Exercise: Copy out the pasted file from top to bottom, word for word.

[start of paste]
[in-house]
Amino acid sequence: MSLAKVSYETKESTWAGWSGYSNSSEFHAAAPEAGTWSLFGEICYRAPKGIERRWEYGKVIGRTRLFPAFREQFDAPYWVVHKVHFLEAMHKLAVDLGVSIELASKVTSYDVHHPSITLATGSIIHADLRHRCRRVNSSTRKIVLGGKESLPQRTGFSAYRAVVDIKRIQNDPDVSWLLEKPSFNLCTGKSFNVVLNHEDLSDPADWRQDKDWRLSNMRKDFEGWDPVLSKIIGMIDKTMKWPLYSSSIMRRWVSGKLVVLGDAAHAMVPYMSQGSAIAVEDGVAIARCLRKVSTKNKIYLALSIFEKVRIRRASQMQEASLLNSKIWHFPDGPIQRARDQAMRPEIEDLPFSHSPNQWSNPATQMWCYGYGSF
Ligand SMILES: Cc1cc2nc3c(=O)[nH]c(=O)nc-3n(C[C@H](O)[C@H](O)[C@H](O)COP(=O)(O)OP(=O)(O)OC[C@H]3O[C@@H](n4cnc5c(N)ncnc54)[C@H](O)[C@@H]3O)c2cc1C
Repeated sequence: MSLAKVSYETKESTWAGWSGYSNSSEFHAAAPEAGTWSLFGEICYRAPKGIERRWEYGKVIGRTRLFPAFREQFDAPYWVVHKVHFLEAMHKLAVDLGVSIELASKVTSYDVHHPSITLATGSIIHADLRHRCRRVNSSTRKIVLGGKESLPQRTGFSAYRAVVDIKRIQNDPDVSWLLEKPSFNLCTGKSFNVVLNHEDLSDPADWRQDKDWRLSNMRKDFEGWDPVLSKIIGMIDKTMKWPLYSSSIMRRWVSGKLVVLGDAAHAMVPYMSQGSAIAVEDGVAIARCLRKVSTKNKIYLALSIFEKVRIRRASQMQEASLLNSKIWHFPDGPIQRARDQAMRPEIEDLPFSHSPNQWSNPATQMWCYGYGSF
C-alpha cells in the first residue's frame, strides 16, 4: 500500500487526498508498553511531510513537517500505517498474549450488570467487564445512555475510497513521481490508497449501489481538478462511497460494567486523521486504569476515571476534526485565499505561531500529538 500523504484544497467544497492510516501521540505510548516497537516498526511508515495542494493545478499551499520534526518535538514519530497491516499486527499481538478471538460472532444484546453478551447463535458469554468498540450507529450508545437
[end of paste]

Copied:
[in-house]
Amino acid sequence: MSLAKVSYETKESTWAGWSGYSNSSEFHAAAPEAGTWSLFGEICYRAPKGIERRWEYGKVIGRTRLFPAFREQFDAPYWVVHKVHFLEAMHKLAVDLGVSIELASKVTSYDVHHPSITLATGSIIHADLRHRCRRVNSSTRKIVLGGKESLPQRTGFSAYRAVVDIKRIQNDPDVSWLLEKPSFNLCTGKSFNVVLNHEDLSDPADWRQDKDWRLSNMRKDFEGWDPVLSKIIGMIDKTMKWPLYSSSIMRRWVSGKLVVLGDAAHAMVPYMSQGSAIAVEDGVAIARCLRKVSTKNKIYLALSIFEKVRIRRASQMQEASLLNSKIWHFPDGPIQRARDQAMRPEIEDLPFSHSPNQWSNPATQMWCYGYGSF
Ligand SMILES: Cc1cc2nc3c(=O)[nH]c(=O)nc-3n(C[C@H](O)[C@H](O)[C@H](O)COP(=O)(O)OP(=O)(O)OC[C@H]3O[C@@H](n4cnc5c(N)ncnc54)[C@H](O)[C@@H]3O)c2cc1C
Repeated sequence: MSLAKVSYETKESTWAGWSGYSNSSEFHAAAPEAGTWSLFGEICYRAPKGIERRWEYGKVIGRTRLFPAFREQFDAPYWVVHKVHFLEAMHKLAVDLGVSIELASKVTSYDVHHPSITLATGSIIHADLRHRCRRVNSSTRKIVLGGKESLPQRTGFSAYRAVVDIKRIQNDPDVSWLLEKPSFNLCTGKSFNVVLNHEDLSDPADWRQDKDWRLSNMRKDFEGWDPVLSKIIGMIDKTMKWPLYSSSIMRRWVSGKLVVLGDAAHAMVPYMSQGSAIAVEDGVAIARCLRKVSTKNKIYLALSIFEKVRIRRASQMQEASLLNSKIWHFPDGPIQRARDQAMRPEIEDLPFSHSPNQWSNPATQMWCYGYGSF
C-alpha cells in the first residue's frame, strides 16, 4: 500500500487526498508498553511531510513537517500505517498474549450488570467487564445512555475510497513521481490508497449501489481538478462511497460494567486523521486504569476515571476534526485565499505561531500529538 500523504484544497467544497492510516501521540505510548516497537516498526511508515495542494493545478499551499520534526518535538514519530497491516499486527499481538478471538460472532444484546453478551447463535458469554468498540450507529450508545437